Panelist Q&A: Gregory Moore on Black representation in the newsroom

By Madison Lauterbach

May 8, 2021 | Equity, Features | 0 comments

//Illustration by Madison Lauterbach | mlauterbach@msmayhem.com

Gregory Moore has had the kind of prolific career that most journalists can only dream of.

//Retired journalist Gregory Moore. Photo provided by Moore.

Over his 40-year career in journalism, he’s held an editor position at some of the largest newspapers in the country. He spent 16 years at the Boston Globe, eight of which he was the managing editor. Moore oversaw coverage of the September 11 attacks, the Charles Stuart murder case and played a key role in launching the Spotlight team that uncovered sexual abuse within the Catholic Church. 

In 2002, Moore left Boston for The Denver Post. He led the team to win four consecutive Pulitzer Prizes from 2010-2013 for breaking news for their coverage of the Aurora theater shooting, feature photography and editorial cartooning. He was also awarded the Lifetime Achievement Award by the National Association of Black Journalists in 2013 and served on the Pulitzer Prize Board from 2004-2013. 

After retiring from The Denver Post in 2016, Moore took over the editor position at Deke Digital. He currently sits on the Boettcher Foundation Board of Trustees and serves as the chairperson of the Board of Directors of Polaris, which fights to end human trafficking. 

Moore will be joining Ms.Mayhem’s panel on reporting for Black communities for our one-year anniversary on May 18. We sat down with him to get some background on his experience as a Black journalist and the key issues surrounding the lack of diversity in newsrooms.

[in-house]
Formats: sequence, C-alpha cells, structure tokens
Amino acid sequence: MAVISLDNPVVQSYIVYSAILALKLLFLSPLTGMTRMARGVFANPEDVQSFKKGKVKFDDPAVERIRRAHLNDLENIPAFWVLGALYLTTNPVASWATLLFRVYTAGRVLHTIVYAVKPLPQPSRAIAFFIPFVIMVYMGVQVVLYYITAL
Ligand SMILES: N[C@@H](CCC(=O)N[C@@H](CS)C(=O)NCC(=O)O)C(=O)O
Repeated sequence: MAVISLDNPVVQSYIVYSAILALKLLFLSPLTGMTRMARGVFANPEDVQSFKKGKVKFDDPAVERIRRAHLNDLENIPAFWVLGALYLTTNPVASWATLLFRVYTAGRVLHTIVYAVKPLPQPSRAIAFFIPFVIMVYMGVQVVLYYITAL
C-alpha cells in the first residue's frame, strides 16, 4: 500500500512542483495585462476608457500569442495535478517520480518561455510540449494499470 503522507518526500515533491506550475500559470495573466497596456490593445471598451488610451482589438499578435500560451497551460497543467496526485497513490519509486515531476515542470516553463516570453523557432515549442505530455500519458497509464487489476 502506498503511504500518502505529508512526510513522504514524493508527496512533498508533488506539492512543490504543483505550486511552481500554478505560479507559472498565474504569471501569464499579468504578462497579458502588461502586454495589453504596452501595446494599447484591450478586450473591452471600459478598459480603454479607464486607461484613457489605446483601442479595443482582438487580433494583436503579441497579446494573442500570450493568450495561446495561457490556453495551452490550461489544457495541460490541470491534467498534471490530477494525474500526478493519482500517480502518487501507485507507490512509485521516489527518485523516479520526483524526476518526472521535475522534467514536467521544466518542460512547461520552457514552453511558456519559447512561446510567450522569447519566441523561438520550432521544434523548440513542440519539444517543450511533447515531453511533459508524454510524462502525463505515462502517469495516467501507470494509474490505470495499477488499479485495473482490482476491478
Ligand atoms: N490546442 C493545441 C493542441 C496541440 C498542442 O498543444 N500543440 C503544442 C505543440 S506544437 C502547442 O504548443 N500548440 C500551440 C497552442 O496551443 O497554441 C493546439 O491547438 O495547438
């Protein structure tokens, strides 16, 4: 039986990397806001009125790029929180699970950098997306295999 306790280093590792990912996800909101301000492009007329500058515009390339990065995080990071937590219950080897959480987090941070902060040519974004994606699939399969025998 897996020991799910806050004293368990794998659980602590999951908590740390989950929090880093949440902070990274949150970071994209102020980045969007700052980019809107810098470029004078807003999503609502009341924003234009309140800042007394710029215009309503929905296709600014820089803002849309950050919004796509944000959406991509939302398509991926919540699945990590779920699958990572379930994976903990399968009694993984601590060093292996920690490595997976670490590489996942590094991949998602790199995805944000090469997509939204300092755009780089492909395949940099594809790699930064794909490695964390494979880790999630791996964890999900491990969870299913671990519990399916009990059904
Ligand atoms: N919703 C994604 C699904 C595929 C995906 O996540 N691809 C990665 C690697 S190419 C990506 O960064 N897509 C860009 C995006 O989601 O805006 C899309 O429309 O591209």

This Q&A has been edited for length and clarity. 


Can you give a brief history of your career and how you got into journalism?

I had a 40-year career as a journalist. I worked at my hometown newspaper in Cleveland. Then I went to the Boston Globe, which was really a formative experience for me. I was 31 years old and I was sort of thrown in the fire, but quickly rose through the ranks. I had a 16-year career there and eight of those years I was the managing editor. It was a really great experience that prepared me for coming to Denver in 2002, where I became the editor of The Denver Post. I had 14 years there and it was really, really great. We did a lot of good journalism and we won four consecutive Pulitzer Prizes between [2010] and 2013. I’m really proud of that. 

I got into journalism when I got to college. I always enjoyed writing as a high school student and I used to make up stories and make up movie scripts. I didn’t really know much about journalism and didn’t know any journalists growing up in Cleveland. But when I got to college, I got lucky and my faculty advisor was the chairman of the journalism department. By sophomore year I was a journalism major. In 1974 when I was an intern in Akron, [Ohio], Richard Nixon resigned in the wake of the Watergate scandal. I fell in love with [Carl] Bernstein. A lot of journalists of my generation got into the business because they wanted to change the world through journalism and they were motivated to do it by [Bob] Woodward and Bernstein. So that’s how I got started. 

It’s important for people to see themselves represented in the industry they want to enter. Did the lack of Black representation in the newsroom ever feel like a barrier to you? 

No, not really. Everything kind of goes in cycles, right? So the racial reckoning that they talk about right now, well, the Kerner Commission represented that back in 1968. After the riots in Cleveland and Detroit and then Watts and places like that, the same kind of premium was being put on removing the barriers to opportunity and things of that nature that we needed to be a more inclusive society. So it was doing that period, 1968 to ‘72, that you saw an explosion of Black journalists being hired to work at newspapers and in television stations. I benefited from that because I came into the business in 1976.